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23 hours ago, SpiderJason said:

Michael 

Your 'joke' during a time of great review by the industry following #speakingout revealing huge amounts of abuse aimed at women wrestlers and fans was to imply a much loved and respected man would masturbate over a book that touched on a lot of the same themes and represents a minority group of fans. 

You simply dismissed the book due to it being about women and insulted a legend who has done huge things to support women in the industry and raise money for related charities. 

I have a sense of humour. The book has jokes and dark humour in some chapters about how bad it can be. But your attempt did not work. 

You misfired greatly, revealed a lot about your character and should simply apologise and accept you need to do better. Please reflect on this.

I dont apologise for things I'm not sorry for. I also dont accept lectures from others on doing better. Had I made a joke about sexual violence against women you would have a point. But I was ripping the piss out of a bloke whose behaviour has been creepy. The guy consistently tried to befriend woman half his age. If he was the average Joe people would wonder why he was being such a creep. Because he threw himself off a cage people want to give him a free pass. 

I wasn't condoning sexual violence toward women. You are conflating two very different things. 

I am not in any way implying Foley has done anything wrong but I find him cringy and creepy and have the right to say so.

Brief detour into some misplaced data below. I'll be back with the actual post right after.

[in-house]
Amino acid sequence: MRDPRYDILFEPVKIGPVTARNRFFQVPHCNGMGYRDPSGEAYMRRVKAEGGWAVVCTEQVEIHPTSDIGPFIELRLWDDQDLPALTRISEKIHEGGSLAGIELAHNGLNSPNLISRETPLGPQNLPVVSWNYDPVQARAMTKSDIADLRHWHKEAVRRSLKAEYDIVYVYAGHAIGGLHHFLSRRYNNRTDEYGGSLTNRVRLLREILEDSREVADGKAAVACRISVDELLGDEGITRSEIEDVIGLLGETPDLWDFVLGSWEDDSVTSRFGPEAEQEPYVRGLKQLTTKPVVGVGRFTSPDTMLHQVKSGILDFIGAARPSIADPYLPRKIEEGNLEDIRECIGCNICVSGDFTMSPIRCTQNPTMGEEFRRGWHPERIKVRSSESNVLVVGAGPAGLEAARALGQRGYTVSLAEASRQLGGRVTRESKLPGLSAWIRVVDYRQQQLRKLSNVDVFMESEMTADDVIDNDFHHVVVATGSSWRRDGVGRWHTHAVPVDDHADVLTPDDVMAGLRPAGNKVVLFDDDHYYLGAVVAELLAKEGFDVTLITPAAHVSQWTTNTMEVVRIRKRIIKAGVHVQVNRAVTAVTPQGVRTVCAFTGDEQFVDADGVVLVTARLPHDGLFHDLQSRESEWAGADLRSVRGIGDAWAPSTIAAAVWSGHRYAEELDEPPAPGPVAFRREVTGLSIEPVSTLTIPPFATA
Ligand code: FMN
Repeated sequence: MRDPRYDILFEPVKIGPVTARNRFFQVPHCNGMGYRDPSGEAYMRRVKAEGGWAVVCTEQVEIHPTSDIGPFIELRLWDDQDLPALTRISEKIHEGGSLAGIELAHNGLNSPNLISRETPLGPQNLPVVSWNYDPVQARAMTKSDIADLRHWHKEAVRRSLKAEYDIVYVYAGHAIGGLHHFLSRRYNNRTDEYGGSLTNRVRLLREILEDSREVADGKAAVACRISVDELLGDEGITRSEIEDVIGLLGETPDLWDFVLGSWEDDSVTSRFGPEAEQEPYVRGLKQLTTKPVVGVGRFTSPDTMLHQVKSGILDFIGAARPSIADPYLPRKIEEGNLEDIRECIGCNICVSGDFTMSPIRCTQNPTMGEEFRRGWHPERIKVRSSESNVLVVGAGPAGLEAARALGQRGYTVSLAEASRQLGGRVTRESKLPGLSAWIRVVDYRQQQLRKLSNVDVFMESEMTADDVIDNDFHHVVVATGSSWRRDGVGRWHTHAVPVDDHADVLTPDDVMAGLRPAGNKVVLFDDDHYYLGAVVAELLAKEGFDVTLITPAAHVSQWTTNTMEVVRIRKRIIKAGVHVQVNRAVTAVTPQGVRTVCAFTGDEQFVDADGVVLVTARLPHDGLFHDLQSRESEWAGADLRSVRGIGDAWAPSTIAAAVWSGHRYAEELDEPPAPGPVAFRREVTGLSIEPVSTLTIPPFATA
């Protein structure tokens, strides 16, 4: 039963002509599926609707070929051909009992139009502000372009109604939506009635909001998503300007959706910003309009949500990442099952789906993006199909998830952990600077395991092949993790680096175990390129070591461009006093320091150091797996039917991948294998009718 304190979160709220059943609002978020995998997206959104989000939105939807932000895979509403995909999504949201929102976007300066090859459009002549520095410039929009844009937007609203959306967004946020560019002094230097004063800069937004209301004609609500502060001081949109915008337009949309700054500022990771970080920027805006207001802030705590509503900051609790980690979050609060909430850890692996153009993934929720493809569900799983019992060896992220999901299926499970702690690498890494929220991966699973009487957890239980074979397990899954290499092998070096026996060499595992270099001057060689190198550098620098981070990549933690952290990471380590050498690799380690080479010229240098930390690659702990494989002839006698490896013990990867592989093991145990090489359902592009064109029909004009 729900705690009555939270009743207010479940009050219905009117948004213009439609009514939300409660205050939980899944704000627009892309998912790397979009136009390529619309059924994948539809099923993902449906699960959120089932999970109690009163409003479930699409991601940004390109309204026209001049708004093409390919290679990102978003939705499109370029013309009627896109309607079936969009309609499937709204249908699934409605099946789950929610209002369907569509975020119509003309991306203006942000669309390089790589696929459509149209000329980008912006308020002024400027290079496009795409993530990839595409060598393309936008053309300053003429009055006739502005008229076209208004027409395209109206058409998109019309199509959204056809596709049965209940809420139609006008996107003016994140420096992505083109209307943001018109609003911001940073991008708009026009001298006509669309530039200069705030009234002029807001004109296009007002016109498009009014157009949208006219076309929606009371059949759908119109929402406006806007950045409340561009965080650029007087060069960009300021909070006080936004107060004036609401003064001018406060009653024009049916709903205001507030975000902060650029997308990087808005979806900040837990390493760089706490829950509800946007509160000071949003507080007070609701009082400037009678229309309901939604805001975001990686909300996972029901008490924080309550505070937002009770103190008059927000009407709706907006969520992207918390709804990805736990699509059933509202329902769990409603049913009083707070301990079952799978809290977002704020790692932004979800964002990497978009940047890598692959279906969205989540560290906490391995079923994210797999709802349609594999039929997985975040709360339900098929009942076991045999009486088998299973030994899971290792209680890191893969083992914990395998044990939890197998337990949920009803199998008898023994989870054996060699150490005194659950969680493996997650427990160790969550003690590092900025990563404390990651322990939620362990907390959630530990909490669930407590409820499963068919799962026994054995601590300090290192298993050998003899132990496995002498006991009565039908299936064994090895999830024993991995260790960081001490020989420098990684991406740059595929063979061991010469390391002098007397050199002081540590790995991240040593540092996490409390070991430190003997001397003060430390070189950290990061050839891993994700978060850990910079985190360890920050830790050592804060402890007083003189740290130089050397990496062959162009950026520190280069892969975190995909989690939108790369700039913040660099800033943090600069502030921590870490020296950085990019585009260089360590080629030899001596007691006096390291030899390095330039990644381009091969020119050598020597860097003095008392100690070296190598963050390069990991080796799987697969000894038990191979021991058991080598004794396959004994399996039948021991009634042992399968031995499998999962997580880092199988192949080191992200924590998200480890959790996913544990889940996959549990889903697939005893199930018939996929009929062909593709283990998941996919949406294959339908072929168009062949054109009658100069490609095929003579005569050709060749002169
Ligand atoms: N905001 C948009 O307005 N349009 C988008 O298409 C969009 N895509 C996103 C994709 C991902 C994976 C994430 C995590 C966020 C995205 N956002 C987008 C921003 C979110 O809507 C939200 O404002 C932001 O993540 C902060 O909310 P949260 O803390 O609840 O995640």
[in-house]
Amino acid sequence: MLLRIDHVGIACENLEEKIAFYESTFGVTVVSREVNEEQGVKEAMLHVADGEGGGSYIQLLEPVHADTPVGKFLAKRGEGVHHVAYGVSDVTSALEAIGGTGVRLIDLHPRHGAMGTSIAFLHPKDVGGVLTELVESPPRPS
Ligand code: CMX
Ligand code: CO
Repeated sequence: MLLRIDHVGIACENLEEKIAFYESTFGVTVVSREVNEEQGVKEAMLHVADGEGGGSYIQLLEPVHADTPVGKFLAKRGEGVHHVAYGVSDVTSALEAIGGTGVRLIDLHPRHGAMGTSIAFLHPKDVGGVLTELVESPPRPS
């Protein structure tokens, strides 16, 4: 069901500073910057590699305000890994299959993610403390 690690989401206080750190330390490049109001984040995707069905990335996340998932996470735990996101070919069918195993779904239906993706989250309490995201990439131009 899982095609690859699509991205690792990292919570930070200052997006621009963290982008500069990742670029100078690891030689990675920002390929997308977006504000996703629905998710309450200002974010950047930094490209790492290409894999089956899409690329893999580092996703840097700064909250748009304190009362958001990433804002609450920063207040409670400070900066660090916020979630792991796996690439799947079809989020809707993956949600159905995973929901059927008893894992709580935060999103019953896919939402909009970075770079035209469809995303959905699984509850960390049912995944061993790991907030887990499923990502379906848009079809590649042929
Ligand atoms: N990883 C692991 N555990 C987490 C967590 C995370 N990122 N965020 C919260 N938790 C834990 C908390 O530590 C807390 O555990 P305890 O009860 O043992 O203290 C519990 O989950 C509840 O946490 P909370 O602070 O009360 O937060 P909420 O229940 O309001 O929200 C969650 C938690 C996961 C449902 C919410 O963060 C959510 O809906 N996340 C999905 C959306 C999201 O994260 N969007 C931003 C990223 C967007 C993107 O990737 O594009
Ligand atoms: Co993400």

I didn't make any reference to the book content as I haven't read it. I wasn't downplaying the act of publishing a book, its a huge achievement and one I couldnt do. I am sure it's a good read but I never said it wasn't. 

Of course you are welcome to your opinion and I will of course bare your concerns in mind when I post the next mildly offensive comment about a multi millionaire w a huge platform. :)

Edited by Michael_3165

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My partner's just finished Unladylike: A Grrrl's Guide To Wrestling by Heather Bandenberg and they've been raving about it all day. It's about one of the women who went through Lucha Britannia, and from what little I've read so far it's genuinely funny and much better written than your average wrestling book, probably owing to the author also being a journalist for The Guardian. I'm gonna give it a read a write a proper review, but if anyone's looking for a modern britwres book, or just a women's wrestling book since those a pretty thin on the ground, then it's worth a look. 

I also picked up A Fan's Perspective by Oliver Newman for ego and nostalgia reasons. While it's nice to have some of my matches and shows reviewed in book form, the word 'book' is doing a lot of heavy lifting. It's more like a run-on collection of mySpace blogs featuring the results from a whole bunch of britwres shows in the early mid-2000's, mostly from around the West Midlands. There's not so much reviews, just some basic descriptions of stuff that happened, if anyone's read any of Oli's stuff you know what I'm talking about. Other than the reason I bought it I'm not quite sure who it's for or who would want it, but it exists.

Edited by CoreyVandal